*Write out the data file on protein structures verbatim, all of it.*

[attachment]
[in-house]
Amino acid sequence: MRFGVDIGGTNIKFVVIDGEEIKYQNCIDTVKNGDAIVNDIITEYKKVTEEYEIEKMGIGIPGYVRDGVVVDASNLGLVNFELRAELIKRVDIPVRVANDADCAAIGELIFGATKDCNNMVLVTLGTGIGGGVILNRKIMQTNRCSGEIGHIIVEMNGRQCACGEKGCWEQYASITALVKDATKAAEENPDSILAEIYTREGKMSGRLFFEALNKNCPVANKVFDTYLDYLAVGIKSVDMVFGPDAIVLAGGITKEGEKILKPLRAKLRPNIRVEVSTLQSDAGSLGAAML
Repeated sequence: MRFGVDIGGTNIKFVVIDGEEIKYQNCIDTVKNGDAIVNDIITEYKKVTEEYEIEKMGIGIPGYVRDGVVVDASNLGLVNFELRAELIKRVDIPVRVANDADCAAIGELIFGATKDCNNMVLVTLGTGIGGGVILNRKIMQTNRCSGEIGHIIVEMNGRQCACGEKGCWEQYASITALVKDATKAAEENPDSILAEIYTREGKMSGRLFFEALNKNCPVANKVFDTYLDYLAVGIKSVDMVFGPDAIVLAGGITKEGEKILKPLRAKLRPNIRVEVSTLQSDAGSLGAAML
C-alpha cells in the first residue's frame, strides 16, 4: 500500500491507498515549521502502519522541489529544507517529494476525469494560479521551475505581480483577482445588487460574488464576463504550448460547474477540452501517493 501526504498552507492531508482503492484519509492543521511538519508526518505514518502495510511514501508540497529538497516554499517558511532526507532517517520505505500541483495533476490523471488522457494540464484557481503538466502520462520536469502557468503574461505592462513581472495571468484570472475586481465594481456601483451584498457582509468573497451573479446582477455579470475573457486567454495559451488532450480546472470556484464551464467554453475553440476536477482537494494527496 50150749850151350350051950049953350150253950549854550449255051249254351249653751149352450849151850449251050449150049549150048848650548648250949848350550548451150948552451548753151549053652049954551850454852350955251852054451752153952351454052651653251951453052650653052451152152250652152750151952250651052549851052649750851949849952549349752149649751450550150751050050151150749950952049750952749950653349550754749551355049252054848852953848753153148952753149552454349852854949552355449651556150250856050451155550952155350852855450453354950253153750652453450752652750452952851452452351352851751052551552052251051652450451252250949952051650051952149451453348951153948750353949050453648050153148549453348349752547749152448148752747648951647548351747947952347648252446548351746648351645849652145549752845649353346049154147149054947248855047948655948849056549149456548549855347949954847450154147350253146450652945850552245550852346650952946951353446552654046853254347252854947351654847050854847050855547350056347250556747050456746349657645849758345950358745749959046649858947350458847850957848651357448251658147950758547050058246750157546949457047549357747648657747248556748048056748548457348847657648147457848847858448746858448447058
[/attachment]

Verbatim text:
[in-house]
Amino acid sequence: MRFGVDIGGTNIKFVVIDGEEIKYQNCIDTVKNGDAIVNDIITEYKKVTEEYEIEKMGIGIPGYVRDGVVVDASNLGLVNFELRAELIKRVDIPVRVANDADCAAIGELIFGATKDCNNMVLVTLGTGIGGGVILNRKIMQTNRCSGEIGHIIVEMNGRQCACGEKGCWEQYASITALVKDATKAAEENPDSILAEIYTREGKMSGRLFFEALNKNCPVANKVFDTYLDYLAVGIKSVDMVFGPDAIVLAGGITKEGEKILKPLRAKLRPNIRVEVSTLQSDAGSLGAAML
Repeated sequence: MRFGVDIGGTNIKFVVIDGEEIKYQNCIDTVKNGDAIVNDIITEYKKVTEEYEIEKMGIGIPGYVRDGVVVDASNLGLVNFELRAELIKRVDIPVRVANDADCAAIGELIFGATKDCNNMVLVTLGTGIGGGVILNRKIMQTNRCSGEIGHIIVEMNGRQCACGEKGCWEQYASITALVKDATKAAEENPDSILAEIYTREGKMSGRLFFEALNKNCPVANKVFDTYLDYLAVGIKSVDMVFGPDAIVLAGGITKEGEKILKPLRAKLRPNIRVEVSTLQSDAGSLGAAML
C-alpha cells in the first residue's frame, strides 16, 4: 500500500491507498515549521502502519522541489529544507517529494476525469494560479521551475505581480483577482445588487460574488464576463504550448460547474477540452501517493 501526504498552507492531508482503492484519509492543521511538519508526518505514518502495510511514501508540497529538497516554499517558511532526507532517517520505505500541483495533476490523471488522457494540464484557481503538466502520462520536469502557468503574461505592462513581472495571468484570472475586481465594481456601483451584498457582509468573497451573479446582477455579470475573457486567454495559451488532450480546472470556484464551464467554453475553440476536477482537494494527496 50150749850151350350051950049953350150253950549854550449255051249254351249653751149352450849151850449251050449150049549150048848650548648250949848350550548451150948552451548753151549053652049954551850454852350955251852054451752153952351454052651653251951453052650653052451152152250652152750151952250651052549851052649750851949849952549349752149649751450550150751050050151150749950952049750952749950653349550754749551355049252054848852953848753153148952753149552454349852854949552355449651556150250856050451155550952155350852855450453354950253153750652453450752652750452952851452452351352851751052551552052251051652450451252250949952051650051952149451453348951153948750353949050453648050153148549453348349752547749152448148752747648951647548351747947952347648252446548351746648351645849652145549752845649353346049154147149054947248855047948655948849056549149456548549855347949954847450154147350253146450652945850552245550852346650952946951353446552654046853254347252854947351654847050854847050855547350056347250556747050456746349657645849758345950358745749959046649858947350458847850957848651357448251658147950758547050058246750157546949457047549357747648657747248556748048056748548457348847657648147457848847858448746858448447058